The belief: I feel like an imposter.


  • Is this true? Are you an imposter?

  • When does this feeling surface?  

  • How does it make you feel?  

  • What happens when you feel this way? 

  • Who could you be if you could live without this doubt?

Next Step: Pivot your thinking.  


  • What if you told yourself I believe in me, and I have everything I need to succeed?  

  • How would that make me feel?  

  •  If you own these feelings, what might you do differently?  

  • What might happen if you owned this new-found power?

Client’s Why Question:  So why am I holding on to this belief about myself?

  • What’s the origin of this feeling - “not good enough”?

  • What will it take for you to let it go?

  • How do you remind yourself that you have everything you need to succeed?  

  • What steps do you take to support yourself and live your purpose?

Organizations must also check in on their why periodically.  For nonprofits, the allure of securing a new, significant donor could take them off mission. Businesses losing site of their whymay be inclined to follow the next shiny thing, grow too fast, and forget about how their loyal customers brought success. We can’t be all things to all people.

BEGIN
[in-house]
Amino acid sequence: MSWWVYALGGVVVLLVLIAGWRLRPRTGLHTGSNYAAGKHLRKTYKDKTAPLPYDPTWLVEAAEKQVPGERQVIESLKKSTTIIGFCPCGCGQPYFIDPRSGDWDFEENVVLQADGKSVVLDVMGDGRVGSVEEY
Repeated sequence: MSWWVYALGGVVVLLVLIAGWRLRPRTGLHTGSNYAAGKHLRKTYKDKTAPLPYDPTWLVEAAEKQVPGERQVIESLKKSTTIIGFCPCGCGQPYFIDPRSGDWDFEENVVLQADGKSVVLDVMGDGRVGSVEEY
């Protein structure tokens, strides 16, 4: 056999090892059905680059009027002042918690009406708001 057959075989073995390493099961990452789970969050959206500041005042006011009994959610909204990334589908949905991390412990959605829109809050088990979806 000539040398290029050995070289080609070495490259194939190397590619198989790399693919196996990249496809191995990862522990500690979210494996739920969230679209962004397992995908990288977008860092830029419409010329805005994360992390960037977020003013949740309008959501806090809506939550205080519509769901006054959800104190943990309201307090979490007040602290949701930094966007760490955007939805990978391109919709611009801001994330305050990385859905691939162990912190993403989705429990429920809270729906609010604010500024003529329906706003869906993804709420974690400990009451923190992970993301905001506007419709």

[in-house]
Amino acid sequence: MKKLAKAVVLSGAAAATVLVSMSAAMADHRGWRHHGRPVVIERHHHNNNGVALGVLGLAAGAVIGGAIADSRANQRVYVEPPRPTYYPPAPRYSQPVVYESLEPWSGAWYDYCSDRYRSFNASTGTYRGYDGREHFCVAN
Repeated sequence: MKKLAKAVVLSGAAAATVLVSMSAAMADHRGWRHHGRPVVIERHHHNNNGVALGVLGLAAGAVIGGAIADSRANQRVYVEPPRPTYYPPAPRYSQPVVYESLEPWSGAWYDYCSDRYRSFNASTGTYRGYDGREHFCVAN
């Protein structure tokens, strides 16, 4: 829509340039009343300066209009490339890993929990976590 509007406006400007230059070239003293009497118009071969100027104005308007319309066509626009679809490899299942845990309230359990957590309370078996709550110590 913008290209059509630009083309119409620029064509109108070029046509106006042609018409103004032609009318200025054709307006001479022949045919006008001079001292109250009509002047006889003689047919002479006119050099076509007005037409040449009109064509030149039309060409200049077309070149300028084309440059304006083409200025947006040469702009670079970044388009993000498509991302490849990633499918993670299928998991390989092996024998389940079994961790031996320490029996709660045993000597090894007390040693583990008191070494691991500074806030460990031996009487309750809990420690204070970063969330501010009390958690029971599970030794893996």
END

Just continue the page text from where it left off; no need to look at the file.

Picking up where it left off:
We can, however, be loyal to who we are, what we create, and why we create it.  Our strength lies in living our own authentic purpose.  It is here we find our “why”.






Who Agreed to the Rules?

Ever hear a parent tell their kids “life isn’t fair” when a child complains her sib’s cookie is bigger?  I do. I was one of those parents.  I know…I know…What was I thinking?  

Don’t ever think your kids aren’t listening.   I overhead my four-year old tell her bigger sister that life isn’t fair after she complained about a game they were playing. Out of the mouths of babes.  What was I teaching my kids? 

It’s not that life is unfair.  Our broken ideas of what fairness can look like is what needs to change.  Who made up the rules?  Who agreed to those rules? Are the rules so set in stone they can’t change?  I would argue that fighting for fairness – for rules that serve the collective – are one of today’s most critical moral challenges.  

I’ve spent my career in the social sector, working for equal access and social justice.  Social justice is built on the premise that leveling the playing field – creating fairness and equity - is a moral imperative. And if you accept this premise, then how are you compelled to act?  You must do something.

I love a quote from Dr. Seuss in his book The Lorax.  

“Unless someone like you cares a whole, awful lot, 

nothing is going to get better.  

It’s not.”

So, I choose to care. I choose to care alongside all of you who work in this optimistic and unrelenting social sector, whether as a staff member, a board member, or a volunteer.  For all those people we serve who live life with grace and welcome us in with dignity, I say thank you.  Thank you for being my teachers.  

I join my colleagues in seeking wisdom, not just knowledge.  Someone once said, “When you know and choose not to do, you choose not to know.”  Knowledge can be culturally specific.  It can limit the experience.  Wisdom comes when we live our story and get out of our head…move out of our comfort zone. Wisdom sees to the heart.  Wisdom knows.

What If We Just Ask